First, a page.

Dead Scared (Lacey Flint, #2)
Sharon Bolton, Dead Scared: It's a while since I've read one of these, remembering them as very well-written but a bit too gritty for my mood. But having dived in, I found this one very good. An investigation into too many strange suicides at Cambridge draws Lacey Flint into an undercover job. It's a picky thing, I know, but I find the name Mark Joesbury really irritating - I don't like it at all! But if you take that away the rest of the book was terrific.

Jeremiah's Bell
Denzil Meyrick, Jeremiah's Bell: Excellent as always, chilling in several places, an exciting and hilarious read.

The French Heir (Brighton Heirs 2)
Cecilia Peartree, The French Heir: I do like this series, a kind of Brighton Jane Austen with a spin of adventure and peril. It's interesting, too, that the author moves from one character to another from book to book: in the first the focus was Jack, eventually heir to Marshingdean, and now we're seeing things from the perspective (mostly) of Sebastian, with his mysterious French background. There is a very different atmosphere here from the author's Pitkirtly series, which I absolutely love - you'd almost think you had hit a different writer - but it's very appealing still.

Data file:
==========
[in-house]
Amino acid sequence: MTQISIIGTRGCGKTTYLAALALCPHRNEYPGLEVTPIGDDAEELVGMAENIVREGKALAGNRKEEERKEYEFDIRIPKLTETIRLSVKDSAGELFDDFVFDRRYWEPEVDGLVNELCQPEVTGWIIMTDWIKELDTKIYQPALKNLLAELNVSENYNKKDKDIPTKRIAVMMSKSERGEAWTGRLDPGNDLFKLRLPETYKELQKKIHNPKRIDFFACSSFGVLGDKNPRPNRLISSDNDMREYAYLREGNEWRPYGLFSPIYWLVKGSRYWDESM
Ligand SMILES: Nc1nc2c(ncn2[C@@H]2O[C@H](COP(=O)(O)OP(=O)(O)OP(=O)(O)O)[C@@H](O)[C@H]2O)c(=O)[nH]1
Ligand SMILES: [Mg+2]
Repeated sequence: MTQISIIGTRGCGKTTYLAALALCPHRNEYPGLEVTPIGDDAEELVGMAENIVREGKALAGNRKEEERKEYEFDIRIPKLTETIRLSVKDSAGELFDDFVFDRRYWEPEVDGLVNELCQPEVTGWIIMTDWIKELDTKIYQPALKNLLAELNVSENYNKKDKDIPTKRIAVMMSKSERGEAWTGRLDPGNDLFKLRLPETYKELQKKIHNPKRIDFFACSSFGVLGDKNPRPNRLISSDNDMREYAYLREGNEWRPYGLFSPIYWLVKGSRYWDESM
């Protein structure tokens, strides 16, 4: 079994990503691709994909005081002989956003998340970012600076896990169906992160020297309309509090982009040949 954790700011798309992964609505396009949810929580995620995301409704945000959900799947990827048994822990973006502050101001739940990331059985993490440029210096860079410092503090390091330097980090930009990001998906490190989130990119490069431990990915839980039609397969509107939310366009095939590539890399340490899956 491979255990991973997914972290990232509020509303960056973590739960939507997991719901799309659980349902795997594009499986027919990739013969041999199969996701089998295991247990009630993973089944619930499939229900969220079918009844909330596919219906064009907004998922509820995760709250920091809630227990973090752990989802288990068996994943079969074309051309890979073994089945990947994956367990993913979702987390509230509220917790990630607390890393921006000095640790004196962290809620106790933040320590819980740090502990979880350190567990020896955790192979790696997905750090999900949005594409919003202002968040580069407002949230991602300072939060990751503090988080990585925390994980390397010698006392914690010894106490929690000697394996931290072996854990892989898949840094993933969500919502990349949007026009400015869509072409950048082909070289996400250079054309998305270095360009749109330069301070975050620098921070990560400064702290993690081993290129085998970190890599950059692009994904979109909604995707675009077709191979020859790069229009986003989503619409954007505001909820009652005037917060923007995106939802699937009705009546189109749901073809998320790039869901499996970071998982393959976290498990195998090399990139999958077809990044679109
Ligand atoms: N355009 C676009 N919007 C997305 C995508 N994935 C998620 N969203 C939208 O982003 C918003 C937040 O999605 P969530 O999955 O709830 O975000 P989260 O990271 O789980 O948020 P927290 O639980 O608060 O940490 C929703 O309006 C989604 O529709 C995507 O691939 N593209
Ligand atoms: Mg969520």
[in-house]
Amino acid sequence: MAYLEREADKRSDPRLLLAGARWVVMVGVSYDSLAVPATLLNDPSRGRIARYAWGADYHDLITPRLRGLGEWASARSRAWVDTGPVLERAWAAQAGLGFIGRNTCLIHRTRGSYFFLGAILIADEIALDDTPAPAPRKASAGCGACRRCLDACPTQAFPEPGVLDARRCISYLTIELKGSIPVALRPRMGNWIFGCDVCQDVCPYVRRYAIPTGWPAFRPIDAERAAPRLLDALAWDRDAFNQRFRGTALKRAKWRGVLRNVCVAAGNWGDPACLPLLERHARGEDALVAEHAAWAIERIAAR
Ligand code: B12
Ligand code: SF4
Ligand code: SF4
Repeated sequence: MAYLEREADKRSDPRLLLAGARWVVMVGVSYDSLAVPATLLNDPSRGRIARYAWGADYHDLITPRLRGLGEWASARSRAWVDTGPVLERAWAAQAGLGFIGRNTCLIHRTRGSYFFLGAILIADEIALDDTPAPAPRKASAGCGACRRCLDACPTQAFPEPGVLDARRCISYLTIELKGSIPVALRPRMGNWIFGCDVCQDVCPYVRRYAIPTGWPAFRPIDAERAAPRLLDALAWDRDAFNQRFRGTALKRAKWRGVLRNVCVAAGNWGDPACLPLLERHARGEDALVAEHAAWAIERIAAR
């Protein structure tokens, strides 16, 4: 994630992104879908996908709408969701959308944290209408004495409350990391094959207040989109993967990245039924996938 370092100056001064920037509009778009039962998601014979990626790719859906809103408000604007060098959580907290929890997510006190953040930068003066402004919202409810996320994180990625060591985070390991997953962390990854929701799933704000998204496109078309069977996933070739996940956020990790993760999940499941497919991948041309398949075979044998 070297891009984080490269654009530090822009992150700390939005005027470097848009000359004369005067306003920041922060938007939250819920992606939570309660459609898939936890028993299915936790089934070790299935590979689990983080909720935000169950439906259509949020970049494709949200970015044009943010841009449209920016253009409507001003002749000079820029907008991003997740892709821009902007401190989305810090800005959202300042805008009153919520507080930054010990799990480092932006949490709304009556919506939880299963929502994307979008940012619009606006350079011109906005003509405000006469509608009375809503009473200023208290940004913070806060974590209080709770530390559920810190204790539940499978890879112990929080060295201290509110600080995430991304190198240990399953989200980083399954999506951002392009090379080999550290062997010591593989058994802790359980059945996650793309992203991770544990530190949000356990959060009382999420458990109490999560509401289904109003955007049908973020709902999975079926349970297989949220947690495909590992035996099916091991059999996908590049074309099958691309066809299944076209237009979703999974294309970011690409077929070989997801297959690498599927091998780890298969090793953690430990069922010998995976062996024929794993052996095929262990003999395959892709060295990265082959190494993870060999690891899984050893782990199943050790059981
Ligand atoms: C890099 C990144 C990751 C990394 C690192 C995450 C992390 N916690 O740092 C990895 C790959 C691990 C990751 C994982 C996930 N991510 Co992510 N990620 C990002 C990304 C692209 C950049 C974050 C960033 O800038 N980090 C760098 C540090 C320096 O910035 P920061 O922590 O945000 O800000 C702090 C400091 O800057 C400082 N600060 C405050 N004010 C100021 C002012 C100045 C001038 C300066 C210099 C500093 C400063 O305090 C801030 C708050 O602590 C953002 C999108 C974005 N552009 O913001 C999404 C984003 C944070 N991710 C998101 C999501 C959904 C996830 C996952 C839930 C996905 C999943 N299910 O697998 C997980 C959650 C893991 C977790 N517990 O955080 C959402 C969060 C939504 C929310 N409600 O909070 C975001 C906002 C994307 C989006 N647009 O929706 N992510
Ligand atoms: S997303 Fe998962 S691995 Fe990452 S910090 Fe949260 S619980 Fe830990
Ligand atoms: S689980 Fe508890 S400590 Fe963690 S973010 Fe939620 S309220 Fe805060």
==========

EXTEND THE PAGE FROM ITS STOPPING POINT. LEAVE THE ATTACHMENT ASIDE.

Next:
The Heir to Nothing (Brighton Heirs Book 3)
Cecilia Peartree, The Heir to Nothing: Back to the same setting again but this time we focus on a third character, Dev, in another well-plotted tale with hints of smuggling and the French wars and a sweet romantic side. I'm delighted there's to be a fourth in the series - I'd thought it was a trilogy!

The Blood is Still (Rebecca Connolly, #2)
Douglas Skelton, The Blood is Still: Rebecca is in more trouble poking her journalistic nose into murder and local banditry. There is plenty of action here and suspense, too, not just over the murder case (a well-handled plot) but also over the future of poor Rebecca's career in the current climate of print journalism. Good characters and a realistic setting.

Small Mercies (Detective Annie Delamere, #1)